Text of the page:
Attorney General Bondi's Weekly Briefing
Hurricane Michael tore through the Florida Panhandle this week, leaving a path of destruction that will take several months to repair. Millions are without electricity. Thousands more suffered home damage or flooding. As Floridians begin to pick up the pieces, they should be wary of common scams that arise after natural disasters—including: debris removal, tree service, home repair, disaster relief and water treatment scams.
To guard against scams, research a company or contractor, ask for references and get multiple quotes before signing a contract. Beware of any unsolicited offers or contractors claiming they can perform repairs at a discount. Never pay the full amount up front and do not make final payment until completely satisfied with the work performed. If anyone suspects criminal activity such as looting, burglary or violent crime, they should call 911 immediately.
For more tips about how to avoid scams, click here.
Additionally, the state of emergency remains in effect and that means Florida’s price gouging law still applies to anyone selling essential commodities or services in areas covered by the declaration. Anyone who suspects price gouging or other scams should call my office at 1(866) 9NO-SCAM or file a complaint online at MyFloridaLegal.com.
Throughout this state of emergency, safety has been our top priority. Even though the storm has passed, danger still looms. Trees weakened by the storm can still fall, downed power lines can still kill, and heat and hunger pose serious threats. Please stay safe and if you know someone without electricity, please check on them regularly.
In closing, I would like to thank Governor Rick Scott for his leadership and hard work keeping Floridians safe throughout Hurricane Michael.
Florida Launches Suspicious Activity Reporting App for Students
Attorney General Pam Bondi, along with Florida Department of Law Enforcement Commissioner Rick Swearingen and Florida Department of Education Commissioner Pam Stewart, announced the launch of Fortify Florida, a suspicious activity reporting app. The app is now available to students across the state.
During the final weeks of the 2018 Legislative Session, Attorney General Bondi worked to have language included in the Marjory Stoneman Douglas High School Public Safety Act to fund the development of a mobile suspicious-activity reporting tool that allows students and the community to relay information anonymously concerning unsafe, potentially harmful, dangerous, violent or criminal activities, or the threat of these activities, to appropriate public safety agencies and school officials. More.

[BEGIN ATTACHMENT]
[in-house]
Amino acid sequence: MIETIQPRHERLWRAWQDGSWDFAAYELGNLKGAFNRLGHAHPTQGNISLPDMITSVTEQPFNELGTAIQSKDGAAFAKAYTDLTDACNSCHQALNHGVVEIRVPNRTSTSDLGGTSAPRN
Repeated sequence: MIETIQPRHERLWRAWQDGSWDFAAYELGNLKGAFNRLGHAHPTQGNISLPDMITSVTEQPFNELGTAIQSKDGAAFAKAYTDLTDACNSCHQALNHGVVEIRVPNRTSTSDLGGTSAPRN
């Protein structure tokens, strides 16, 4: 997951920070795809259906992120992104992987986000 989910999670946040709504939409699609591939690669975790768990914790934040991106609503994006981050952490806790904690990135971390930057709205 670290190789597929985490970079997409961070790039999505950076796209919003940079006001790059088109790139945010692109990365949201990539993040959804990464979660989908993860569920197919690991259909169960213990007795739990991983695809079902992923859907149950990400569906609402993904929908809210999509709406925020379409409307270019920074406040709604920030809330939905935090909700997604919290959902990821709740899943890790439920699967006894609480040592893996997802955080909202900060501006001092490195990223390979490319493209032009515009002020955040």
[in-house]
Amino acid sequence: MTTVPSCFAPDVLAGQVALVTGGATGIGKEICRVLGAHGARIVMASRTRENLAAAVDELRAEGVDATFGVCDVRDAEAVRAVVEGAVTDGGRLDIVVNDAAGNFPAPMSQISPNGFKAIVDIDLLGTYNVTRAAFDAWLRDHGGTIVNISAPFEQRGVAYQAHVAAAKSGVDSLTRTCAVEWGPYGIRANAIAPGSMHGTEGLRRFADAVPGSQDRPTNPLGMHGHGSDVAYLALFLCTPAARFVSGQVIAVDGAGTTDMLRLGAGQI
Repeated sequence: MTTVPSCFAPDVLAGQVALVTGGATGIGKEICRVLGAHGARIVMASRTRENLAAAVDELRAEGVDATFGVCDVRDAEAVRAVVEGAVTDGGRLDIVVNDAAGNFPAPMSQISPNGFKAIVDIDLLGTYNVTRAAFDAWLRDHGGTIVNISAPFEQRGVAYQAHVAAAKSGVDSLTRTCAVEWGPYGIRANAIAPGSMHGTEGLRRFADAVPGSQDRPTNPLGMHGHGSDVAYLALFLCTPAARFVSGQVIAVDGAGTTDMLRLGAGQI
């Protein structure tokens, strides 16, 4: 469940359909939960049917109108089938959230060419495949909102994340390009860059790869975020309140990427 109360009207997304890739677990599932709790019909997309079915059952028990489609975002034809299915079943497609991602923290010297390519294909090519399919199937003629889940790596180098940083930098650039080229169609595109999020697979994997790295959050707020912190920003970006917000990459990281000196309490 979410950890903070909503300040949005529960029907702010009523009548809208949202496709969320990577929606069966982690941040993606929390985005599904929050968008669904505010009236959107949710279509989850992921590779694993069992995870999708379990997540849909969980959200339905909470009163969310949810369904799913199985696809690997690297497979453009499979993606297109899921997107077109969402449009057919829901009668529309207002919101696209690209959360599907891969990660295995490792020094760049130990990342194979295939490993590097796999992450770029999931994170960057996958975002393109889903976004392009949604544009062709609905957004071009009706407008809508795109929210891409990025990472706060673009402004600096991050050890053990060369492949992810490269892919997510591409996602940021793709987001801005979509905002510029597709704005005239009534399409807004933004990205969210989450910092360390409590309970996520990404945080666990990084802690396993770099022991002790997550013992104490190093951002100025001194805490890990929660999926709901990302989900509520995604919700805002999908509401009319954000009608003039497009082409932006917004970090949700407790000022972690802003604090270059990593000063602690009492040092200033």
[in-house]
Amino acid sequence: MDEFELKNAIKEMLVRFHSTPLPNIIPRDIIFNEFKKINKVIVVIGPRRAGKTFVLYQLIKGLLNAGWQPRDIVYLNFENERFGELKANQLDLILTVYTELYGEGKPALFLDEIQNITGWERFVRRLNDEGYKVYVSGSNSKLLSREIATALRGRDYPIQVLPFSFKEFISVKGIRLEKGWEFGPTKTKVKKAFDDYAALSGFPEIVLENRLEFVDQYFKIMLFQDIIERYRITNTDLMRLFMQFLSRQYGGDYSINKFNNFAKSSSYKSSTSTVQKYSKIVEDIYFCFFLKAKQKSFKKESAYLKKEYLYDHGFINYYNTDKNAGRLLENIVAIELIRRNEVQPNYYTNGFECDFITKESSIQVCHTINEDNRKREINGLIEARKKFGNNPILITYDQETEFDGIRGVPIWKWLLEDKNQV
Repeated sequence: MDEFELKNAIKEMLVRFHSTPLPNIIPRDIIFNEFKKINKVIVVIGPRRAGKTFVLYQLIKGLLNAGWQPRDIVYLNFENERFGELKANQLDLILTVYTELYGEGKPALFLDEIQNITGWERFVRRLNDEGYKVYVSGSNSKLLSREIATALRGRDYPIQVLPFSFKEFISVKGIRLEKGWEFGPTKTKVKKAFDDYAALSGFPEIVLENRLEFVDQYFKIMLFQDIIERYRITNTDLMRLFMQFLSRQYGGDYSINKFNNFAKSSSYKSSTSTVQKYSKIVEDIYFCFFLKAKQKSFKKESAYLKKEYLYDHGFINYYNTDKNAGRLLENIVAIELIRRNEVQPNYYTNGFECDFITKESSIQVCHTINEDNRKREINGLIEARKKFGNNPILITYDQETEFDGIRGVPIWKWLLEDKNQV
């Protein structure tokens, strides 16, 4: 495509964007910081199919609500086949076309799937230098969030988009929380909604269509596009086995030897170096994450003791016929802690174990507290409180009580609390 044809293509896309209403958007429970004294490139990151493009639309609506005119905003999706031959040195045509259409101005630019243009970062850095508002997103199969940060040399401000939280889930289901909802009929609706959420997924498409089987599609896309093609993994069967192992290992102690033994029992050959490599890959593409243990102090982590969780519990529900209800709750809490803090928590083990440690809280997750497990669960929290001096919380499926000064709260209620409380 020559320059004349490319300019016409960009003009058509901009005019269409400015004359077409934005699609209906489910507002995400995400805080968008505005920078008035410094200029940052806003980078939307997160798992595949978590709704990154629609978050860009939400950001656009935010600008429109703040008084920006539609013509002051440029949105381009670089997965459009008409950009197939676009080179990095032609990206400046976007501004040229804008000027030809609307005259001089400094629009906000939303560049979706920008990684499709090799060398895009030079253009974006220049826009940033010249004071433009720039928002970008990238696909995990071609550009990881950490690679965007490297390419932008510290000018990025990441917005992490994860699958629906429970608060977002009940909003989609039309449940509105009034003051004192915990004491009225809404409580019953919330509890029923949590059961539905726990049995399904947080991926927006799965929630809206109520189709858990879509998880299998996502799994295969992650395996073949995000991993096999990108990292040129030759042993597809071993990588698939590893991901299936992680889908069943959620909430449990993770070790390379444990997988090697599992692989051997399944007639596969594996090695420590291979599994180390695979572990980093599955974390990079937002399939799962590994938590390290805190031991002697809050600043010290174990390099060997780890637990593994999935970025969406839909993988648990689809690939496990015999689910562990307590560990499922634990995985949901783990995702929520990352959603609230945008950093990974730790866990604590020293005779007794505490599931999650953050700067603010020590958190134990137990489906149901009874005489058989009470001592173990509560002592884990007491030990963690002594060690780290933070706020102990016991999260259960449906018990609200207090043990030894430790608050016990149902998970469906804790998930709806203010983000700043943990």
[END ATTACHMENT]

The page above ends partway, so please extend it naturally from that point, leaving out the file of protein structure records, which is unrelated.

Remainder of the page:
Attorney General Bondi Activates Price Gouging Hotline as Tropical Storm Michael Approaches
Attorney General Pam Bondi activated Florida’s price gouging hotline for consumers in the Panhandle and Big Bend. Florida’s price gouging law applies to sales within counties covered by the declared state of emergency.
State law prohibits extreme increases in the price of essential commodities, such as food, water, hotels, ice, gasoline, lumber and equipment, needed as a direct result of an officially declared emergency. More.
This week, Attorney General Pam Bondi along with Florida law enforcement unveiled FortifyFL, a suspicious activity reporting app for students. The app is available for download. Learn more at GetFortifyFL.com.
Attorney General Bondi on WTVT Fox 13 in Tampa with Russell Rhodes, stressing that consumers should watch out for price gouging and scams following Hurricane Michael. To see the interview, click the image below.
Attorney General Bondi was also on national news providing up-to-date information about the impact of Hurricane Michael. Linked below is Attorney General Bondi’s interview with Martha MacCallum about what residents should do to stay safe.
Attorney General Bondi talking with FOX Business anchor Maria Bartiromo about Hurricane Michael. Click the photo below to watch the interview.